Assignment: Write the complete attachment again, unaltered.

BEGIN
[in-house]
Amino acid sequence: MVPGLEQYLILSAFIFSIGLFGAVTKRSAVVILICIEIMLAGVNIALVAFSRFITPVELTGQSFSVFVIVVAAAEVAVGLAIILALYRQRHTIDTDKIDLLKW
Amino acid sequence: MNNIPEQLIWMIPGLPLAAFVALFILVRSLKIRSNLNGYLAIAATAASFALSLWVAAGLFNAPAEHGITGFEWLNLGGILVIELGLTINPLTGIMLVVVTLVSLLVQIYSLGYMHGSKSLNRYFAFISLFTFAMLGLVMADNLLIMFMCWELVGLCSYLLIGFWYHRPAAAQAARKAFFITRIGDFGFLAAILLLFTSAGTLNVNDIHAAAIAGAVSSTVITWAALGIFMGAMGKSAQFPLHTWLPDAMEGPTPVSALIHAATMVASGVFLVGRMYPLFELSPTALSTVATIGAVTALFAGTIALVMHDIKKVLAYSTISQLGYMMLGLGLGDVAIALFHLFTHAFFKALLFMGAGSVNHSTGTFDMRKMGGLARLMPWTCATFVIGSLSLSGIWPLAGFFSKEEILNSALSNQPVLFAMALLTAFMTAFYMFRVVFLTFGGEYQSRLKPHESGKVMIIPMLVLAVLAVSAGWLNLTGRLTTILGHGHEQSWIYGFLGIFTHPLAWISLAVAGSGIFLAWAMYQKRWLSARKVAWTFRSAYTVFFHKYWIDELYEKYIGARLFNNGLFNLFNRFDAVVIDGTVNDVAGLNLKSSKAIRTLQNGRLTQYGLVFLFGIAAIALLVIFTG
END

[in-house]
Amino acid sequence: MVPGLEQYLILSAFIFSIGLFGAVTKRSAVVILICIEIMLAGVNIALVAFSRFITPVELTGQSFSVFVIVVAAAEVAVGLAIILALYRQRHTIDTDKIDLLKW
Amino acid sequence: MNNIPEQLIWMIPGLPLAAFVALFILVRSLKIRSNLNGYLAIAATAASFALSLWVAAGLFNAPAEHGITGFEWLNLGGILVIELGLTINPLTGIMLVVVTLVSLLVQIYSLGYMHGSKSLNRYFAFISLFTFAMLGLVMADNLLIMFMCWELVGLCSYLLIGFWYHRPAAAQAARKAFFITRIGDFGFLAAILLLFTSAGTLNVNDIHAAAIAGAVSSTVITWAALGIFMGAMGKSAQFPLHTWLPDAMEGPTPVSALIHAATMVASGVFLVGRMYPLFELSPTALSTVATIGAVTALFAGTIALVMHDIKKVLAYSTISQLGYMMLGLGLGDVAIALFHLFTHAFFKALLFMGAGSVNHSTGTFDMRKMGGLARLMPWTCATFVIGSLSLSGIWPLAGFFSKEEILNSALSNQPVLFAMALLTAFMTAFYMFRVVFLTFGGEYQSRLKPHESGKVMIIPMLVLAVLAVSAGWLNLTGRLTTILGHGHEQSWIYGFLGIFTHPLAWISLAVAGSGIFLAWAMYQKRWLSARKVAWTFRSAYTVFFHKYWIDELYEKYIGARLFNNGLFNLFNRFDAVVIDGTVNDVAGLNLKSSKAIRTLQNGRLTQYGLVFLFGIAAIALLVIFTG